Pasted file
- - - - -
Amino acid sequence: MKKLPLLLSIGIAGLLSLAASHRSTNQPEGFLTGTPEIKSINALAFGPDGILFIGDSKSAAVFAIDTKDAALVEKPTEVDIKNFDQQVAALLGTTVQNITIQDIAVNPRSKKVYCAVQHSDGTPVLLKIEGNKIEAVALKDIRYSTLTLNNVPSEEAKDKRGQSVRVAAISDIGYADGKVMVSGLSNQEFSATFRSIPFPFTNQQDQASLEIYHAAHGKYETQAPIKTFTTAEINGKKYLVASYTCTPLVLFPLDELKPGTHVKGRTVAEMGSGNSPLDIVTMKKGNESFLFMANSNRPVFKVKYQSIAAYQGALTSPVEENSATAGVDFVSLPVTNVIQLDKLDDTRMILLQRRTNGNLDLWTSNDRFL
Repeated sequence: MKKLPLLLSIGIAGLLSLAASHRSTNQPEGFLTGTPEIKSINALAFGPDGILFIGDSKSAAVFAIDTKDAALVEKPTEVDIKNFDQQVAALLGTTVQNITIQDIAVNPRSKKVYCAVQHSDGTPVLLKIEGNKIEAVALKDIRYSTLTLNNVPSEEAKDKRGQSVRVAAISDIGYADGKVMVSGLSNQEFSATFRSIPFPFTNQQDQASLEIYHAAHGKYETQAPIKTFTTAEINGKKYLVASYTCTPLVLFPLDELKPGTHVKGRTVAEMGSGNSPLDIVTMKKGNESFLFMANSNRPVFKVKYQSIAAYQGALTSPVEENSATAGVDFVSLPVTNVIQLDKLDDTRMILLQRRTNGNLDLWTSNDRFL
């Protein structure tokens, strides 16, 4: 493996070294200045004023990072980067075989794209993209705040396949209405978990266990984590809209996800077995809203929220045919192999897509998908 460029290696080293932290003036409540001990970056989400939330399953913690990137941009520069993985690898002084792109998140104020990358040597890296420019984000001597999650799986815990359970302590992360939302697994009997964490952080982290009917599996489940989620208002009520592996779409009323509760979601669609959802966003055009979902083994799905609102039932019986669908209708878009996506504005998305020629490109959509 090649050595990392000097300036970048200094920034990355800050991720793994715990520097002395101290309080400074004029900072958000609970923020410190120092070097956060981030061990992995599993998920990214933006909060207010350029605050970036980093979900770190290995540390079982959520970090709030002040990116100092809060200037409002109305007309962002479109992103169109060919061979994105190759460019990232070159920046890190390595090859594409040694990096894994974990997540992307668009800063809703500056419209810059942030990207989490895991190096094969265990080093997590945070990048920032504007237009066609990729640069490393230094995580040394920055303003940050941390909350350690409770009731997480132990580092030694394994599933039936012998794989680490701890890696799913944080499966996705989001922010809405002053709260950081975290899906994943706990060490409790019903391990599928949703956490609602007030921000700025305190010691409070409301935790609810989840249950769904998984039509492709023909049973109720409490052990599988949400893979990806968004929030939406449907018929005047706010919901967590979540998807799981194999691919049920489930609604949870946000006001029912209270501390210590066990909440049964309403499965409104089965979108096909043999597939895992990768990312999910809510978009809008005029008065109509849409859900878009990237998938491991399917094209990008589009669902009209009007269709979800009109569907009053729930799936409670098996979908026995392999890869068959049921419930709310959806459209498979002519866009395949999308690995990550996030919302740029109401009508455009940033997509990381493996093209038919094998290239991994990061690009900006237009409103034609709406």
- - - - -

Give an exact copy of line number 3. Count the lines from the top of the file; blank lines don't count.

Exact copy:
């Protein structure tokens, strides 16, 4: 493996070294200045004023990072980067075989794209993209705040396949209405978990266990984590809209996800077995809203929220045919192999897509998908 460029290696080293932290003036409540001990970056989400939330399953913690990137941009520069993985690898002084792109998140104020990358040597890296420019984000001597999650799986815990359970302590992360939302697994009997964490952080982290009917599996489940989620208002009520592996779409009323509760979601669609959802966003055009979902083994799905609102039932019986669908209708878009996506504005998305020629490109959509 090649050595990392000097300036970048200094920034990355800050991720793994715990520097002395101290309080400074004029900072958000609970923020410190120092070097956060981030061990992995599993998920990214933006909060207010350029605050970036980093979900770190290995540390079982959520970090709030002040990116100092809060200037409002109305007309962002479109992103169109060919061979994105190759460019990232070159920046890190390595090859594409040694990096894994974990997540992307668009800063809703500056419209810059942030990207989490895991190096094969265990080093997590945070990048920032504007237009066609990729640069490393230094995580040394920055303003940050941390909350350690409770009731997480132990580092030694394994599933039936012998794989680490701890890696799913944080499966996705989001922010809405002053709260950081975290899906994943706990060490409790019903391990599928949703956490609602007030921000700025305190010691409070409301935790609810989840249950769904998984039509492709023909049973109720409490052990599988949400893979990806968004929030939406449907018929005047706010919901967590979540998807799981194999691919049920489930609604949870946000006001029912209270501390210590066990909440049964309403499965409104089965979108096909043999597939895992990768990312999910809510978009809008005029008065109509849409859900878009990237998938491991399917094209990008589009669902009209009007269709979800009109569907009053729930799936409670098996979908026995392999890869068959049921419930709310959806459209498979002519866009395949999308690995990550996030919302740029109401009508455009940033997509990381493996093209038919094998290239991994990061690009900006237009409103034609709406």